An unloved autonomy part II
Read Part I
The 1911 constitution was a disappointment. It provided autonomy for the province (except in military matters and foreign affairs, to which it deferred to the Hohenzollerns). Even though autonomy might have been an improvement for a people who were subjects of the empire, it did not satisfy their desire to influence the affairs of the empire. Alsace-Lorraine had limited representation in the Reichstag. It had not control over its votes in the federal council (in fact, their three votes would not be counted if they were needed to produce a majority—they could only be used to approve of non-controversial measures). The Reichsland failed to achieve parity with the other German states. Their drive for federalism was frustrated.
Worse than that, the 1911 constitution failed to make progress toward the republic. During talks over the reforms, some Alsatian representatives raised the question of whether the relationship with the imperial crown should be retained: should Berlin continue to appoint the head of government? It was argued that keeping close to the Hohenzollerns (while remaining independent of Prussia) might provide financial advantages. The public disapproved. However, reforms stalled.
A group of Alsatian politicians negotiated with Berlin in secret, compromising in a number of areas. The Statthalter was retained. Furthermore, a bicameral legislature was created, to which half of the legislators of the lower house (the senate in this case) were appointed by Berlin. The revelation of the compromise cause a scandal that humiliated the politicians (of course, they were appointed to the lower house), but it gave the Reich the votes it needed to push through the new constitution. For the next seven years Alsatian politicians pushed for new reforms. Even though Alsatians had more freedom from the empire, autonomy was despised. During World War One, the prerogatives of Reichsland were limited by war powers acts—Germans stopped trusting Alsatians.
The constitution reform was seen as an area in which Alsatians could get some leeway. Ricklin, the president of the upper house, and other legislators promised that they would pledge complete loyalty to the Reich and reject any French claims to Alsace and Lorraine if federal reforms were put in place and peace negotiations began. Berlin did not listen until it was too late: in Summer 1918, the same politicians turned their backs on reforms proposed by Statthalter Schwander, saying that the fate of Alsace and Lorraine would be decided by the allies.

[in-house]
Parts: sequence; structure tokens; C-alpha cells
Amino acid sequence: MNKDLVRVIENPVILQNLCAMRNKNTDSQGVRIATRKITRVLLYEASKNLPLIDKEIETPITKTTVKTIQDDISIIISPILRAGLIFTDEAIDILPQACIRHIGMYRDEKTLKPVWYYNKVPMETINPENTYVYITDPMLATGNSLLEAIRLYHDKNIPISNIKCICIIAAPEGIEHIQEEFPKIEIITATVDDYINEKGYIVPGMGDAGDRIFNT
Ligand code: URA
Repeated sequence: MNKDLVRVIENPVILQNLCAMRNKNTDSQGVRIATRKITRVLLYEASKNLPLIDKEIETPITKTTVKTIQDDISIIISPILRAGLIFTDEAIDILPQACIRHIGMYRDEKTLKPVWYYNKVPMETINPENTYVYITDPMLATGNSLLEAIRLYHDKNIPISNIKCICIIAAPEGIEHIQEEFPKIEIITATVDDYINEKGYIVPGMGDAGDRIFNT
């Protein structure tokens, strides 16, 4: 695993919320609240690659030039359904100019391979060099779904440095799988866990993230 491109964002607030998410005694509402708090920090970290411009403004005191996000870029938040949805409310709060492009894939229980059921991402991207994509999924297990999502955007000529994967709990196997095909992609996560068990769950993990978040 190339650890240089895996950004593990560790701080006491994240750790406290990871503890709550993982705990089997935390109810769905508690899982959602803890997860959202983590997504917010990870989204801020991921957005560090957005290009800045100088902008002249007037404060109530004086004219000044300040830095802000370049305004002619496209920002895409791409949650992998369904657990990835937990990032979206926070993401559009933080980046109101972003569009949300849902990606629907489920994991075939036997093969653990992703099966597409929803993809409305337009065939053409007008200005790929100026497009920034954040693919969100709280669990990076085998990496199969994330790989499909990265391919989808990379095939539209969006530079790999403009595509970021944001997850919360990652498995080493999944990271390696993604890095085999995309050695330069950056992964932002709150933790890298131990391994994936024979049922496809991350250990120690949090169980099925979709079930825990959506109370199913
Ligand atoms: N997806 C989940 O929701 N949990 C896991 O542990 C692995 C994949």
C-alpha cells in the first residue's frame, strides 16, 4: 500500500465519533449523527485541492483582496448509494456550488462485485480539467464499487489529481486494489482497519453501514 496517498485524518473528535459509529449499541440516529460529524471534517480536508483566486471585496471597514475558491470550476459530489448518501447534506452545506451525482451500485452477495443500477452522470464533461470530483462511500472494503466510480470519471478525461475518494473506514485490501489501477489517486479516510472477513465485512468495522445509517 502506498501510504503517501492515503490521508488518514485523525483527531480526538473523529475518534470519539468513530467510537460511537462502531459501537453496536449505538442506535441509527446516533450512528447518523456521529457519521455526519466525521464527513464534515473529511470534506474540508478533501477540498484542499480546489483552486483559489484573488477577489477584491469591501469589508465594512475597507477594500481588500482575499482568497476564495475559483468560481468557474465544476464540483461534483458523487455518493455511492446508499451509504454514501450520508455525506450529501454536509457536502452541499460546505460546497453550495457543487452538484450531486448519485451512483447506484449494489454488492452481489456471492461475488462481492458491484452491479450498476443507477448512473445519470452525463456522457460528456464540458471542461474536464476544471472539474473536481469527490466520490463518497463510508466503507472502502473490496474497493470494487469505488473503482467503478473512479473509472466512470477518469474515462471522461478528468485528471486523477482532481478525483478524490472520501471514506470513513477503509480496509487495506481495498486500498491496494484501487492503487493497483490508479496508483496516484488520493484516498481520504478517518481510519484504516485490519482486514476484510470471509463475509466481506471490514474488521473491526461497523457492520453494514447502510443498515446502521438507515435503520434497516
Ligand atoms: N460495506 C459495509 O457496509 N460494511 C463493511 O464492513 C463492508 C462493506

Coming out of the war Alsace had an established political culture. Republic and federation were the continuing drive. And despite the constitution issue, Alsatians had made progress by knitting together what rights they did win from the Reich: an assembly that had legislative powers independent from appointed prefects; budget authority; provincial ministries; the ability to adjust taxes for the needs of either enterprise or welfare. If the influence of French republicanism had made its way into Alsatian politics, some of the worst aspects had not: secularization and centralization. Indeed, there was a strong tendency to de-concentrate (not just decentralize) authority down to the lowest levels of government. Alsatian political culture was put under strain as the territories were de-annexed to France. Foche had promised that Alsace-Lorraine would not be re-conquered. Alsatians had made progress of their own realizing the republic, and Foche realized that they had something to contribute to France. He called for fusion, a concept that intrigued Alsatians.
However, French republican culture could not tolerate federalism. France was one and indivisible. They insisted that reforms to the French system could not occur until Alsace-Lorraine had fully accepted the French constitution and law. Relations were at an impasse. Instead of reforms or reintegration, France took over the administration set up by Germany. The Berlin-appointed Statthalter was replaced by a Paris-appointed Commissaire-general. The legislature was reduced to an advisor body. The German system prevailed.